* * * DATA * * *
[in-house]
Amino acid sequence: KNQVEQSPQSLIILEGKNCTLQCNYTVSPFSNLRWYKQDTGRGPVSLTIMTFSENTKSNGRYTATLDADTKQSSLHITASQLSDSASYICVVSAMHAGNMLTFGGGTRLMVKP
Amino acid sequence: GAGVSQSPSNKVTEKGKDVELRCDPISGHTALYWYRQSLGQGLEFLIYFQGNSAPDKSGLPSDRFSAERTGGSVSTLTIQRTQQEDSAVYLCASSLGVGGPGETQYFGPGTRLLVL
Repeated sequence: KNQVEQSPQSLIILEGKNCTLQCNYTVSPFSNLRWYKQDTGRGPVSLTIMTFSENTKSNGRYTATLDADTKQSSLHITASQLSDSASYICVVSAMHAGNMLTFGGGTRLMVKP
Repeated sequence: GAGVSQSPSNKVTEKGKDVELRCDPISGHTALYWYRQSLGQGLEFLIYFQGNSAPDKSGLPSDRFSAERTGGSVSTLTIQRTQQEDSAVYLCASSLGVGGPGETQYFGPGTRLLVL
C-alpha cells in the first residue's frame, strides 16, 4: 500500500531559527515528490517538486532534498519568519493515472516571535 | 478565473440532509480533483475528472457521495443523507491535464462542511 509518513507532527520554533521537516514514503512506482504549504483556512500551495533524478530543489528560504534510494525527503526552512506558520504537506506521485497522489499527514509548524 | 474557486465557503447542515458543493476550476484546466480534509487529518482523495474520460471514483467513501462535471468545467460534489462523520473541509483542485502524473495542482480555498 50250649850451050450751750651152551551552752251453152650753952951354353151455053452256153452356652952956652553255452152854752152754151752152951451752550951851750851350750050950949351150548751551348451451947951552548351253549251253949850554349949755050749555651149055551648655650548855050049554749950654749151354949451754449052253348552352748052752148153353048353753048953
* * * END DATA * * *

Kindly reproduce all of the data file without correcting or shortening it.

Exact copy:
[in-house]
Amino acid sequence: KNQVEQSPQSLIILEGKNCTLQCNYTVSPFSNLRWYKQDTGRGPVSLTIMTFSENTKSNGRYTATLDADTKQSSLHITASQLSDSASYICVVSAMHAGNMLTFGGGTRLMVKP
Amino acid sequence: GAGVSQSPSNKVTEKGKDVELRCDPISGHTALYWYRQSLGQGLEFLIYFQGNSAPDKSGLPSDRFSAERTGGSVSTLTIQRTQQEDSAVYLCASSLGVGGPGETQYFGPGTRLLVL
Repeated sequence: KNQVEQSPQSLIILEGKNCTLQCNYTVSPFSNLRWYKQDTGRGPVSLTIMTFSENTKSNGRYTATLDADTKQSSLHITASQLSDSASYICVVSAMHAGNMLTFGGGTRLMVKP
Repeated sequence: GAGVSQSPSNKVTEKGKDVELRCDPISGHTALYWYRQSLGQGLEFLIYFQGNSAPDKSGLPSDRFSAERTGGSVSTLTIQRTQQEDSAVYLCASSLGVGGPGETQYFGPGTRLLVL
C-alpha cells in the first residue's frame, strides 16, 4: 500500500531559527515528490517538486532534498519568519493515472516571535 | 478565473440532509480533483475528472457521495443523507491535464462542511 509518513507532527520554533521537516514514503512506482504549504483556512500551495533524478530543489528560504534510494525527503526552512506558520504537506506521485497522489499527514509548524 | 474557486465557503447542515458543493476550476484546466480534509487529518482523495474520460471514483467513501462535471468545467460534489462523520473541509483542485502524473495542482480555498 50250649850451050450751750651152551551552752251453152650753952951354353151455053452256153452356652952956652553255452152854752152754151752152951451752550951851750851350750050950949351150548751551348451451947951552548351253549251253949850554349949755050749555651149055551648655650548855050049554749950654749151354949451754449052253348552352748052752148153353048353753048953